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The Ashes 2009 3rd Test 4th Day: Flintoff Sets The Tone

By on August 3, 2009

The Ashes 2009 - Andrew Flintoff

Australia 263 and 88 for 2 (Watson 34*, Hussey 18*) trail England 376 (Strauss 69, Bell 53, Flintoff 74, Broad 55, Hilfenhaus 4-109) by 25 runs…

Andrew Flintoff extended his love affair with Edgbaston to inspire England’s victory charge in the third Ashes Test against Australia.

This ground was the scene of the all-rounder’s finest hour four years ago, when his heroics with bat and ball set up a sensational two-run win over the same opponents in what is remembered as the greatest Test.

Flintoff arrived at the crease today with England tottering somewhat on 168 for five in response to Australia’s 263, with the prospect of a first-innings advantage receding after Andrew Strauss, Paul Collingwood and Ian Bell fell for the addition of 27 runs.

However, Flintoff wrested the initiative firmly from Australia with a scintillating 74 off 79 balls, propelling England to 376 and a lead of 113.

Australia lost Simon Katich and Ricky Ponting, the latter bowled by a perfect off-break from Graeme Swann, in reducing the deficit by 88 by the close, and, although a draw remains the most likely outcome, England will head into the final day’s play harbouring realistic hopes of a win which appeared improbable following the loss of five full sessions to rain.

Flintoff’s innings was the highlight of a middle-order rally featuring notable – and equally entertaining – contributions of 41 and 55 from Matt Prior and Stuart Broad respectively.

It represented Flintoff’s highest score since 2005, and he evoked memories of that heady summer with a magnificent display of hitting in front of an increasingly boisterous and appreciative crowd.

He added 89 in fewer than 16 overs with Prior, and a further 52 with Broad, who swung away merrily to thrill the spectators and enrage the Australians, and Mitchell Johnson in particular, in the final session.

The efforts of the middle and lower order served to puncture Australian optimism after Ben Hilfenhaus struck twice before lunch and Mitchell Johnson shortly after.

Although Bell repelled Australia’s advances during the hour’s play possible before lunch following a late start caused by a wet outfield, he saw Strauss depart for 69 and Collingwood perish to what proved to be the last ball of the session.

Strauss added just five to his overnight score before he was caught behind attempting to force a delivery from Hilfenhaus which was too close to his body, and bounced more than expected.

Bell, 26 not out since Friday evening, unfurled regal cover drives either side of a vociferous lbw shout from Peter Siddle and, other than a clip off his hips off Johnson which cannoned into Katich’s shoulder at short-leg, looked in little trouble despite the early discipline demonstrated by Australia’s seamers.

Hilfenhaus responded to being taken for three fours in an over through the off side by inducing a leaden-footed drive from Collingwood which flew head height to Ponting at second slip.

Though Bell brought up his half-century, off 96 balls and containing seven fours and a six, shortly after lunch, he fell shortly after for 53, pinned in front by a Johnson inswinger almost identical to that which brought an unsuccessful appeal on Friday.

Prior overcame a sketchy start to play with typical aggression, punching Hilfenhaus through cover and clipping Johnson off his toes early in an innings which helped change the complexion of the match.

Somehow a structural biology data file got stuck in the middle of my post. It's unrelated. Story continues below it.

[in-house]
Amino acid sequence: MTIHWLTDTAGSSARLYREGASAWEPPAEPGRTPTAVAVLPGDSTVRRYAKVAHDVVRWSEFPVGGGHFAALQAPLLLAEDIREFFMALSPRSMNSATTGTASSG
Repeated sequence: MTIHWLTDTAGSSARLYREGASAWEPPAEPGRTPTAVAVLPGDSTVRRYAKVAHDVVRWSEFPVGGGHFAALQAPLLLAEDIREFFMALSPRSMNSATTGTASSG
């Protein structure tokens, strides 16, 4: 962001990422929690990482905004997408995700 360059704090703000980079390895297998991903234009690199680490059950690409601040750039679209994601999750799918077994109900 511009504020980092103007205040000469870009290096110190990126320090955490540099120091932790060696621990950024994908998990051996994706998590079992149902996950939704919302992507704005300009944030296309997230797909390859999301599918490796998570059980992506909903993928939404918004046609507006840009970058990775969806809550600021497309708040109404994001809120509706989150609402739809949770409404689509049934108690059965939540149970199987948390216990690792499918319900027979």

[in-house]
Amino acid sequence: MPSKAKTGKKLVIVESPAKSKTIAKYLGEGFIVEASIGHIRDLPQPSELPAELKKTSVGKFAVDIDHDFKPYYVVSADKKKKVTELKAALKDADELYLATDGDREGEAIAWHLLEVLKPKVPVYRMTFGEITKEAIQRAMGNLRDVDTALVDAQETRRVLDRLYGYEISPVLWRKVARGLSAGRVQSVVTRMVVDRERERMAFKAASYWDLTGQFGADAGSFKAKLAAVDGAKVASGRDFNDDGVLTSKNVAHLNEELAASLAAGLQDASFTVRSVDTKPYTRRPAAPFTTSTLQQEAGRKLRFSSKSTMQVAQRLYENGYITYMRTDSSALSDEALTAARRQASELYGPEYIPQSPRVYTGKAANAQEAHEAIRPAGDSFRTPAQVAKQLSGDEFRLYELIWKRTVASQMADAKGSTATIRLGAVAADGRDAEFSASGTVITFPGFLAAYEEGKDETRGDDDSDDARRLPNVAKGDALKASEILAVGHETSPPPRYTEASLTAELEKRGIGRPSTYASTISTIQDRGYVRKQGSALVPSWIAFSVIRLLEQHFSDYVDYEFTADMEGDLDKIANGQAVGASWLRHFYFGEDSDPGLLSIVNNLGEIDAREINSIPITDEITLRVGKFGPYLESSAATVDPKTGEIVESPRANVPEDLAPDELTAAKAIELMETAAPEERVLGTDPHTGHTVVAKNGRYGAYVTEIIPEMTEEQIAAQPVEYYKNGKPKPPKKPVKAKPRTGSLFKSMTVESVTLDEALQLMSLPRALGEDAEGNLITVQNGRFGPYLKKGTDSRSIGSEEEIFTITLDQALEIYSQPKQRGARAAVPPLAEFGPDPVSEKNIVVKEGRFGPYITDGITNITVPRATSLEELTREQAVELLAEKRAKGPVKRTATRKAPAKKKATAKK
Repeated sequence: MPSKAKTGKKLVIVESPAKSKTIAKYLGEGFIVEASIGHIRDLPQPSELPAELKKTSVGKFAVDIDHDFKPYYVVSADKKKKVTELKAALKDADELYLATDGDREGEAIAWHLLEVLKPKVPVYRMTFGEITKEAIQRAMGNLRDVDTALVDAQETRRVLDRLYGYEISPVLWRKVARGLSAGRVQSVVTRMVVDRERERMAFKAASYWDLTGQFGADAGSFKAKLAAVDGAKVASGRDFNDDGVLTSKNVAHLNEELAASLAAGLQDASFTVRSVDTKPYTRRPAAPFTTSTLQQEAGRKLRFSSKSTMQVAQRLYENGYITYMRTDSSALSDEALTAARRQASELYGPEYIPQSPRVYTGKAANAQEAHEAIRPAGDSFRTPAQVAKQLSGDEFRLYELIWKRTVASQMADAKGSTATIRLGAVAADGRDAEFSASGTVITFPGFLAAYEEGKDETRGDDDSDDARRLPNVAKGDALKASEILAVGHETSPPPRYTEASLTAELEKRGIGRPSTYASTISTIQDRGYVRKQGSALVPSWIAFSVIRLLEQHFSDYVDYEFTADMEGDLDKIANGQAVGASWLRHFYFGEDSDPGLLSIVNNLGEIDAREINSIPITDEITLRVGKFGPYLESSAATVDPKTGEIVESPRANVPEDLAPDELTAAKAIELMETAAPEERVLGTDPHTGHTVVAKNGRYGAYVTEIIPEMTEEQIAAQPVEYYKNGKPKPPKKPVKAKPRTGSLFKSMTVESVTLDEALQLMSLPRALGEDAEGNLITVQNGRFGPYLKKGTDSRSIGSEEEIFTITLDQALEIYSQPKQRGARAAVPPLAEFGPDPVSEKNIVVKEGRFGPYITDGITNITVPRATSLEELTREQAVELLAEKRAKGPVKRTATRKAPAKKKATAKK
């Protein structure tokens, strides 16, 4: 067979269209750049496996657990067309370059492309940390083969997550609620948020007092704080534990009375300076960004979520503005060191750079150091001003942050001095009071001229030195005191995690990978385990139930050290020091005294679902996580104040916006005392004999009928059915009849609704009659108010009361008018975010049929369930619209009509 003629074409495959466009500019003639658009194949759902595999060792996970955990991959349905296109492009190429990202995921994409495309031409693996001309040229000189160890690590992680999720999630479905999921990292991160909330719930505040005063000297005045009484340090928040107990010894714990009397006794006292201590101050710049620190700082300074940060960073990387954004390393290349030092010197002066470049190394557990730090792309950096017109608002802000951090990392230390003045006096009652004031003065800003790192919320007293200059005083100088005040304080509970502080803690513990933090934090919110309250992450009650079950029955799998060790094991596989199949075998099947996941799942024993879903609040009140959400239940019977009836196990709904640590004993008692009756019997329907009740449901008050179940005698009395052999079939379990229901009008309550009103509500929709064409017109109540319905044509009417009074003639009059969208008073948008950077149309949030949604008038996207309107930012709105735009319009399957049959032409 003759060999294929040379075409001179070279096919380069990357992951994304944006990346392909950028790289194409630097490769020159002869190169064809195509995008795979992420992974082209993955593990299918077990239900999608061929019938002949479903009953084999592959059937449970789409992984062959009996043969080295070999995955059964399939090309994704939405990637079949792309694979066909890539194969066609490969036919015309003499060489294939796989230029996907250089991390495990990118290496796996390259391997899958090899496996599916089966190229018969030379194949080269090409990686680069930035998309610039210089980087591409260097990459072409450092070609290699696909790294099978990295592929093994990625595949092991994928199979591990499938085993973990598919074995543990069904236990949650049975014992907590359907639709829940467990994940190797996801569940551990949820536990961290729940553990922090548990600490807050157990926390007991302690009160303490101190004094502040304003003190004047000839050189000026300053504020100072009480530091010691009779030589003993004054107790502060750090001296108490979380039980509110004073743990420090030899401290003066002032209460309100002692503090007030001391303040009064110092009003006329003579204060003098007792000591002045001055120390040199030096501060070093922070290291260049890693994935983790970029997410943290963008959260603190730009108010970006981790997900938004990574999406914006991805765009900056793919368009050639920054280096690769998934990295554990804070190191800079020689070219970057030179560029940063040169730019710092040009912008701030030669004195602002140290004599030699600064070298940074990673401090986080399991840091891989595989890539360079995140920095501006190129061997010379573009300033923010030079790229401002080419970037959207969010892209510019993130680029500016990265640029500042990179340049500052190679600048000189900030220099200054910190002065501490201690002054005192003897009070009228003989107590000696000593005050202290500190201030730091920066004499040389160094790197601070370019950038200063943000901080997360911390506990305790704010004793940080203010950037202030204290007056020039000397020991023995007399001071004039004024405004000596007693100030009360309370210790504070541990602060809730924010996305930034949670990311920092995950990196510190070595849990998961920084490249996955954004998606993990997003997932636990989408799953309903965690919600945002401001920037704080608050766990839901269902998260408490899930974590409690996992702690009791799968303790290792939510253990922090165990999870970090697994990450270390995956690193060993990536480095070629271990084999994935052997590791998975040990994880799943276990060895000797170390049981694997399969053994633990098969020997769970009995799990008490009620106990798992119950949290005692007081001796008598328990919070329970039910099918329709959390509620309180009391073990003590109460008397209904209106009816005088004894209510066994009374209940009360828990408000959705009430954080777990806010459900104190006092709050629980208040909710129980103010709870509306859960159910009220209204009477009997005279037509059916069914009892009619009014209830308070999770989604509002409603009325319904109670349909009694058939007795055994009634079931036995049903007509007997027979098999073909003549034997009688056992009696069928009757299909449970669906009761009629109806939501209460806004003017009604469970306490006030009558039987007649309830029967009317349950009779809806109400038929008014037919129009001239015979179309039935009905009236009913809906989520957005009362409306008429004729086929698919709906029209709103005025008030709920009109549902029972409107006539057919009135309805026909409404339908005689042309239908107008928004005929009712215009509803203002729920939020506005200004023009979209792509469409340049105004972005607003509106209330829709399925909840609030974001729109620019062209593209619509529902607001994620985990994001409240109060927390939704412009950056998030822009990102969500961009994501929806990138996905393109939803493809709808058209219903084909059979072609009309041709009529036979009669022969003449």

His positive intent rubbed off on Flintoff, who struck Shane Watson straight back past the bowler twice in as many overs before slapping Siddle past point.

Boundaries came thick and fast as Flintoff and Prior raced along at almost six runs an over, the latter complementing his plentiful off-side strokes with an immaculate on-drive.

It took a mistimed pull, which looped tamely to mid-on, off the largely wayward Siddle to end Prior’s innings, but Flintoff, who averaged 47 in Tests at Edgbaston before this game, lifted Nathan Hauritz over deep midwicket to level the scores before a powerful sweep took him to 50 off just 53 deliveries.

He and Broad made merry as Australia’s bowlers continued to suffer, the left-hander matching his more celebrated partner with a straight drive of the highest class at Johnson’s expense.

Hauritz’s perseverance was rewarded when he found extra turn and bounce out of the footholes to take Flintoff’s glove as he attempted to leave the ball, providing Michael Clarke with a simple catch at slip.

Swann’s inventiveness earned him 24 rapid runs, as well as the wrath of Johnson. The left-arm pace bowler had Swann taken at cover off a slower ball, but he came off worst following a heated exchange with Broad, who brought up a 62-ball half-century with an emphatic pull.

Hilfenhaus had induced an edge from James Anderson moments earlier, and the entertainment finally came to an end when Siddle held a sharp one-handed return catch off Broad.

That allowed England the chance to make inroads into the Australia top order, and Graham Onions followed up his four-wicket haul in the first innings by breaking an opening stand of 47.

If England were delighted when Onions tempted Katich to push at a delivery slanted across him, they were positively delirious after Swann breached Ponting’s forward lunge with a delivery which turned sharply to hit middle stump.

Hussey avoided a king pair when a sprawling Onions narrowly failed to cling on to a bat-pad chance off his own bowling, but even an unbroken third-wicket stand of 36 between Hussey and Watson, who closed on 34 not out, failed to take the gloss off a stunning day for England.

Source: ECB

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